Frozen shoulder (FS) is a musculoskeletal disorder that is characteristic by the slow but progressive development of limitations of active and passive range of motion.
The causes of frozen shoulder are UNKNOWN and categorized as a painful and self-limited condition of all joint motion especially external rotation[i]. Joint stiffness is the main problem. Besides, sleeping on the affected side is impossible for the patient.
As this problem gradually worsens the patient avoids mobilizing the shoulder, creating a vicious circle in which movement restriction increases pain and causes atrophy resulting in further increased stiffness.
FS is considered fibrosis of Glenohumeral (GH) joint capsule with chronic inflammatory response[ii]. Patients experience pain and a limited range of motion and disability generally lasting anywhere from 1 to 24 months.
The most common limitation in range of motion (ROM) are:
3. External Rotation.
Primary adhesive capsulitis is a chronic inflammatory response with fibroblastic proliferation that due to abnormal response of the immune system[i].
Secondary adhesive capsulitis may arise after a shoulder injury or surgery but is mostly associated with the condition which may include rotator cuff injury, diabetes, where diabetes has a high risk of development of frozen shoulder, thyroid dysfunction, prolonged immobility, CVA, autoimmune disease and with Parkinson disease and HIV infection.
Phases of Frozen Shoulder:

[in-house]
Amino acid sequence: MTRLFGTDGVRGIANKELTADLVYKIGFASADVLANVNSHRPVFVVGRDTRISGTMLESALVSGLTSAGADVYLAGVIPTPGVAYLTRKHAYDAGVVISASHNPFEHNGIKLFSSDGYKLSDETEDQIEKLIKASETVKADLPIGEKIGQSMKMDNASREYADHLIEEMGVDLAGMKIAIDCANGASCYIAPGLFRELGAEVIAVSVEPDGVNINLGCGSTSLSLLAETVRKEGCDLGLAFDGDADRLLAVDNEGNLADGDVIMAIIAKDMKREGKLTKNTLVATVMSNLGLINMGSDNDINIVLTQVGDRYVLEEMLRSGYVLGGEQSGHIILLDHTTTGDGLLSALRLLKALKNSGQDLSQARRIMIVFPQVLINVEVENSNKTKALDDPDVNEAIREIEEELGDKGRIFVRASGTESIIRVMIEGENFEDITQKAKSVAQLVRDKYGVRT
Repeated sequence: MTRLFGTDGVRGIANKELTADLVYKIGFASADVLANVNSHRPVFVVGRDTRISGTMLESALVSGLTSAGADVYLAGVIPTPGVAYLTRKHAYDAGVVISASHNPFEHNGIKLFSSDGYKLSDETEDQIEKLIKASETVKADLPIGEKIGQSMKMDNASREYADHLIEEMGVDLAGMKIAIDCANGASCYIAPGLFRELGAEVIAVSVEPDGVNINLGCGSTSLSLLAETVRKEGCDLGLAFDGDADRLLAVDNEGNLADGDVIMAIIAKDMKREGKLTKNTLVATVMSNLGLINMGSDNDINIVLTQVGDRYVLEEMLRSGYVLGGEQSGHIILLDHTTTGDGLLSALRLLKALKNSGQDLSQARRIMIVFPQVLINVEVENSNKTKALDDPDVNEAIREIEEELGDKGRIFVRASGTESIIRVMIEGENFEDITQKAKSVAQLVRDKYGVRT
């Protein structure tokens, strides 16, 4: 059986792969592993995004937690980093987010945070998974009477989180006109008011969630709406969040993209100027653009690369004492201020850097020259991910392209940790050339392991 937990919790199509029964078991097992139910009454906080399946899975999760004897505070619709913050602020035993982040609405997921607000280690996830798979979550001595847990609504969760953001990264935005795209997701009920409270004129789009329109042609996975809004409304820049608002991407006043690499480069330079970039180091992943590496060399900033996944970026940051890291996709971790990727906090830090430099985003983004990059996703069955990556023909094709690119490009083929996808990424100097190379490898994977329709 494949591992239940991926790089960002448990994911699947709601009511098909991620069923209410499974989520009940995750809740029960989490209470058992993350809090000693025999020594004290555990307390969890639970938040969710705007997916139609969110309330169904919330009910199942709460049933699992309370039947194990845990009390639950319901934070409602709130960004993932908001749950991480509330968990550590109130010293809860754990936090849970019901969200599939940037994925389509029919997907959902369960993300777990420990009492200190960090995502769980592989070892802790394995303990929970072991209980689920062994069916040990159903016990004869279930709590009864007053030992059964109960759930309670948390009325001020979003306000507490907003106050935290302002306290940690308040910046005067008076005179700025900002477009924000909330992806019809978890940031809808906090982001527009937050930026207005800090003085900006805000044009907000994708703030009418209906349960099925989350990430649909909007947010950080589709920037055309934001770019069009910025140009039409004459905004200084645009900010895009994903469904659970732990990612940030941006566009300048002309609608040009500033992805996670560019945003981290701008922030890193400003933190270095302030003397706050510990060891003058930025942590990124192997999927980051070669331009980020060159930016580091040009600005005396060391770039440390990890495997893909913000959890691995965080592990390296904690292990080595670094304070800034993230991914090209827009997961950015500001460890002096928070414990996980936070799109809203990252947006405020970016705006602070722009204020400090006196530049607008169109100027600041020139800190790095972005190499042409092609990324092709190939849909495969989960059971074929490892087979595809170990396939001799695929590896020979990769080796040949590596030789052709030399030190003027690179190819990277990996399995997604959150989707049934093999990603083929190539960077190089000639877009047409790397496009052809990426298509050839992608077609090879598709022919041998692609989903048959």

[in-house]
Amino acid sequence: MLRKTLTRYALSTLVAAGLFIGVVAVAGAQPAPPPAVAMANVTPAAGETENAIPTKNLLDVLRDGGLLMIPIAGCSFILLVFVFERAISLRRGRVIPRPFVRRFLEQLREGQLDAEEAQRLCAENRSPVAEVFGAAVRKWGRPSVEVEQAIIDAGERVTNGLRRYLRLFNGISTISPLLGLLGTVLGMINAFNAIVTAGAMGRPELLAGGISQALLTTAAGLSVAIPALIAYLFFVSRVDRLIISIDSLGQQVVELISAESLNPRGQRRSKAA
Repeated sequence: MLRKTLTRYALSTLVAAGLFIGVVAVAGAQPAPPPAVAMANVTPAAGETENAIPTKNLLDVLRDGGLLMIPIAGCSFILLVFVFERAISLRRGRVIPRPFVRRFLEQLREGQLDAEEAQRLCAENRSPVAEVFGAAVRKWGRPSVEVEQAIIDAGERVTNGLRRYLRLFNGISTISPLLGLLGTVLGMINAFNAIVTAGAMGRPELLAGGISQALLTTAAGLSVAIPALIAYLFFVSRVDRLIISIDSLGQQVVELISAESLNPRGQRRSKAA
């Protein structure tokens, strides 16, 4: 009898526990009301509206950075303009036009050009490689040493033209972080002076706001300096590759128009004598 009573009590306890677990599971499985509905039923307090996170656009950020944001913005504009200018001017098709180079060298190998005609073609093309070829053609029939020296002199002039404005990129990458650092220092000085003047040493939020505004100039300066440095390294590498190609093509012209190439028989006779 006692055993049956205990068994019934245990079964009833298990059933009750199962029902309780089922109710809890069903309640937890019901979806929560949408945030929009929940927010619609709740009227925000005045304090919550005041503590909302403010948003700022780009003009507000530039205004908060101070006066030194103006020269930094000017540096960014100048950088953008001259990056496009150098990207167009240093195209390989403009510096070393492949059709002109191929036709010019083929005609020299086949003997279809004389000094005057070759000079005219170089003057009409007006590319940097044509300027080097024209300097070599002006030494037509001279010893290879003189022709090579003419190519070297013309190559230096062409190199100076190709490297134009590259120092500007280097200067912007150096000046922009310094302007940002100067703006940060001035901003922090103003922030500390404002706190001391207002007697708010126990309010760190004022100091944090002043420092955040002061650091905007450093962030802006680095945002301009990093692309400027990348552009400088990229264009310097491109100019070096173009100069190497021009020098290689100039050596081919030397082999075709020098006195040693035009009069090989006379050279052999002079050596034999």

1st phase - Patients can still be performing activity daily living (ADL) even though there is a pain.
2nd phase - Pain is less but the restriction in active motion appears to limit the functional activity.
3rd phases - Increase in mobility which leads to full or almost full recovery of shoulder range of motion.
Even though this condition has spontaneous resolution within 3 years but if the frozen shoulder is not treated it can cause further complications like joint contracture.
Physical Therapy Management:
The main objective of the physiotherapy treatment is to stretch the shoulder joint, to improve ROM and relieve the pain.
Below are examples of some of the Home Exercises Program that might be recommended.
1. Bend forward at the waist, (back parallel to ground is ideal).
2. Allow involved arm to hang down, perpendicular to the floor.
3. Keep arm and shoulder muscles relaxed.
4. Move arm slowly, increasing the arc as tolerated (This technique should cause only minimal pain).
5. Continue for 30 seconds. Each day increase the time until you can do 3 to 5 minutes.
6. Repeat 5 - 10 times per day.
7. Perform this exercise, front to back, side to side, clockwise circles, and counterclockwise circles.
1. Simply sling a towel over your shoulder and grab the lower end behind your back with the involved arm.
2. Lift the towel up with uninvolved arm until a gentle stretch is felt.
3. Hold the stretch for 30 seconds, and then slowly release.
4. Repeat 5 - 10 times per day.
1. Hold a rubber exercise band (attached to a firm and stable object)
2. Keeping the elbows bend at a 90-degree angle close to the sides.
3. Slowly rotate the lower part of the affected arm outward two or three inches.
4. Hold for 5 seconds, return to start position.
5. Repeat 5-10 times per day.